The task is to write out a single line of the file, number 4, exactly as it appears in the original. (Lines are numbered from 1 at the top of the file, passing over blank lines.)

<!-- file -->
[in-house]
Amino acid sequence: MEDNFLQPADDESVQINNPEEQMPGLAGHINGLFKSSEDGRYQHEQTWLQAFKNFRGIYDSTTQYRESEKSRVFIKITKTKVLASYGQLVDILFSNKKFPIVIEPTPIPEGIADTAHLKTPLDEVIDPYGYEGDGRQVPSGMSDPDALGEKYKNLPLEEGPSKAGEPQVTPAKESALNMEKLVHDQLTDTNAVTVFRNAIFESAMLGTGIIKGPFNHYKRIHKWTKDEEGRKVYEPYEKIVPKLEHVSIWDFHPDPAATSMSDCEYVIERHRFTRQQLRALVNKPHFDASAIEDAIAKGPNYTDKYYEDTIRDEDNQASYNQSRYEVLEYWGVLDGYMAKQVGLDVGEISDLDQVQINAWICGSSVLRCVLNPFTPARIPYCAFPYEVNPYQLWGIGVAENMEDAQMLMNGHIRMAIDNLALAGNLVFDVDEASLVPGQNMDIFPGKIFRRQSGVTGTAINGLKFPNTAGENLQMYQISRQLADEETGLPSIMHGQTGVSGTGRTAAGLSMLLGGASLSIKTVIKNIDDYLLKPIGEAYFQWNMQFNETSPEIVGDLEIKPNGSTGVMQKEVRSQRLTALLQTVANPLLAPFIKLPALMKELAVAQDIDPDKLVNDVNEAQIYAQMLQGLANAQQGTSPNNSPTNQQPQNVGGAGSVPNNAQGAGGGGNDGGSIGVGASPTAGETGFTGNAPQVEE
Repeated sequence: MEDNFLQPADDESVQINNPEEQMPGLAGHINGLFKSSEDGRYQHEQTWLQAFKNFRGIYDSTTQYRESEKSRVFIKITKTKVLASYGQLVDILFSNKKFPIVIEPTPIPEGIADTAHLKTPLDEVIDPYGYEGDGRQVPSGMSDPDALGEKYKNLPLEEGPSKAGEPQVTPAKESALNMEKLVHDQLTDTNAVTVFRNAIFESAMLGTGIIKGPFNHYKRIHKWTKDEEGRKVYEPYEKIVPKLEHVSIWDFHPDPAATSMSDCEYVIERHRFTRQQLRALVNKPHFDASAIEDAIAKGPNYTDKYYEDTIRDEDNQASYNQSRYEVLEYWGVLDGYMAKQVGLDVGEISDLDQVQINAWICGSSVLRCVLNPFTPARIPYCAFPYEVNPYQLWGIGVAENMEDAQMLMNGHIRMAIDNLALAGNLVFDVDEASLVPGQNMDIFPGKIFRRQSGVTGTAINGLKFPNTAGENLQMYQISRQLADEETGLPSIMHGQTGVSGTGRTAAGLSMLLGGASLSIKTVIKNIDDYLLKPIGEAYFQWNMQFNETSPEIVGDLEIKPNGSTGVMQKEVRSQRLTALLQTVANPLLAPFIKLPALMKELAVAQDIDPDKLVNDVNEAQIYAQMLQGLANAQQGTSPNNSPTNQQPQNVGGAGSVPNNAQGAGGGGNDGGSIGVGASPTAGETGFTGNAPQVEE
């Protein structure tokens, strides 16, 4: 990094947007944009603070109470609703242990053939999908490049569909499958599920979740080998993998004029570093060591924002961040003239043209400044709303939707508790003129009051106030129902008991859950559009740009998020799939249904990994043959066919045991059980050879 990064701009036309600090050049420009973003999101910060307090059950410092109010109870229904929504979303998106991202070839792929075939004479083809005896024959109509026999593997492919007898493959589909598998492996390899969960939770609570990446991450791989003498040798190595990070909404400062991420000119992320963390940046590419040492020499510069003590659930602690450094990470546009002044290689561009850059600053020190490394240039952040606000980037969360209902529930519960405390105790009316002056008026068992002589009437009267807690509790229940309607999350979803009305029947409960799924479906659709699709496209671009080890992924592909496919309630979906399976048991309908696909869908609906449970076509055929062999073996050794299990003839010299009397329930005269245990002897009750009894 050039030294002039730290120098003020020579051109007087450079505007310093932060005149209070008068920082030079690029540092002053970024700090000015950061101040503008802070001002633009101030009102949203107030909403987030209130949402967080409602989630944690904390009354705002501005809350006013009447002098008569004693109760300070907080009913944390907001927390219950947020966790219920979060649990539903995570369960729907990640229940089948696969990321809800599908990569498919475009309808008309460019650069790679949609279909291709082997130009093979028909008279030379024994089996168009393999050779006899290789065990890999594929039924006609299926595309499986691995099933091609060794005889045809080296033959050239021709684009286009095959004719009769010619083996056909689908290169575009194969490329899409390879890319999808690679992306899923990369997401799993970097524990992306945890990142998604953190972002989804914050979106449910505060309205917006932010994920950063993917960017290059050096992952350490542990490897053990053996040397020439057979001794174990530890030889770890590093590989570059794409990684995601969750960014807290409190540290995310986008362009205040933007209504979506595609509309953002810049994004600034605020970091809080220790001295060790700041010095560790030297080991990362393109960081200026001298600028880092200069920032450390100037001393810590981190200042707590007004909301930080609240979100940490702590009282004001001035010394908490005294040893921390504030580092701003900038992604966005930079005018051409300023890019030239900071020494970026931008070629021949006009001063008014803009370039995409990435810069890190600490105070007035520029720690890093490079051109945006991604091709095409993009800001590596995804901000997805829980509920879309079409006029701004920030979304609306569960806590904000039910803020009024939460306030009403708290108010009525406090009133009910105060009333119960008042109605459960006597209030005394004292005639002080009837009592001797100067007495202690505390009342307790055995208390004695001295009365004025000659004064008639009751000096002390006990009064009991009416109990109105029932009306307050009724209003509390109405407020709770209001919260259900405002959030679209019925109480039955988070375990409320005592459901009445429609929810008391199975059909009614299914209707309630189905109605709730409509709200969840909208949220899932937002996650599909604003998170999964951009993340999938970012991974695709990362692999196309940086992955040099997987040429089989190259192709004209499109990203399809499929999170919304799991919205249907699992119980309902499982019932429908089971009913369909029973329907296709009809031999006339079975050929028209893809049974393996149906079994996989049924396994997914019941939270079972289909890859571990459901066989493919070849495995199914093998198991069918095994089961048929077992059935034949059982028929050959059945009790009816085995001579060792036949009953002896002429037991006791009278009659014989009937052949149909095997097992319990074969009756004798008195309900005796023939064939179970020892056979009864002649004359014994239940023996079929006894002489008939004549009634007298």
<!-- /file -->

């Protein structure tokens, strides 16, 4: 990094947007944009603070109470609703242990053939999908490049569909499958599920979740080998993998004029570093060591924002961040003239043209400044709303939707508790003129009051106030129902008991859950559009740009998020799939249904990994043959066919045991059980050879 990064701009036309600090050049420009973003999101910060307090059950410092109010109870229904929504979303998106991202070839792929075939004479083809005896024959109509026999593997492919007898493959589909598998492996390899969960939770609570990446991450791989003498040798190595990070909404400062991420000119992320963390940046590419040492020499510069003590659930602690450094990470546009002044290689561009850059600053020190490394240039952040606000980037969360209902529930519960405390105790009316002056008026068992002589009437009267807690509790229940309607999350979803009305029947409960799924479906659709699709496209671009080890992924592909496919309630979906399976048991309908696909869908609906449970076509055929062999073996050794299990003839010299009397329930005269245990002897009750009894 050039030294002039730290120098003020020579051109007087450079505007310093932060005149209070008068920082030079690029540092002053970024700090000015950061101040503008802070001002633009101030009102949203107030909403987030209130949402967080409602989630944690904390009354705002501005809350006013009447002098008569004693109760300070907080009913944390907001927390219950947020966790219920979060649990539903995570369960729907990640229940089948696969990321809800599908990569498919475009309808008309460019650069790679949609279909291709082997130009093979028909008279030379024994089996168009393999050779006899290789065990890999594929039924006609299926595309499986691995099933091609060794005889045809080296033959050239021709684009286009095959004719009769010619083996056909689908290169575009194969490329899409390879890319999808690679992306899923990369997401799993970097524990992306945890990142998604953190972002989804914050979106449910505060309205917006932010994920950063993917960017290059050096992952350490542990490897053990053996040397020439057979001794174990530890030889770890590093590989570059794409990684995601969750960014807290409190540290995310986008362009205040933007209504979506595609509309953002810049994004600034605020970091809080220790001295060790700041010095560790030297080991990362393109960081200026001298600028880092200069920032450390100037001393810590981190200042707590007004909301930080609240979100940490702590009282004001001035010394908490005294040893921390504030580092701003900038992604966005930079005018051409300023890019030239900071020494970026931008070629021949006009001063008014803009370039995409990435810069890190600490105070007035520029720690890093490079051109945006991604091709095409993009800001590596995804901000997805829980509920879309079409006029701004920030979304609306569960806590904000039910803020009024939460306030009403708290108010009525406090009133009910105060009333119960008042109605459960006597209030005394004292005639002080009837009592001797100067007495202690505390009342307790055995208390004695001295009365004025000659004064008639009751000096002390006990009064009991009416109990109105029932009306307050009724209003509390109405407020709770209001919260259900405002959030679209019925109480039955988070375990409320005592459901009445429609929810008391199975059909009614299914209707309630189905109605709730409509709200969840909208949220899932937002996650599909604003998170999964951009993340999938970012991974695709990362692999196309940086992955040099997987040429089989190259192709004209499109990203399809499929999170919304799991919205249907699992119980309902499982019932429908089971009913369909029973329907296709009809031999006339079975050929028209893809049974393996149906079994996989049924396994997914019941939270079972289909890859571990459901066989493919070849495995199914093998198991069918095994089961048929077992059935034949059982028929050959059945009790009816085995001579060792036949009953002896002429037991006791009278009659014989009937052949149909095997097992319990074969009756004798008195309900005796023939064939179970020892056979009864002649004359014994239940023996079929006894002489008939004549009634007298």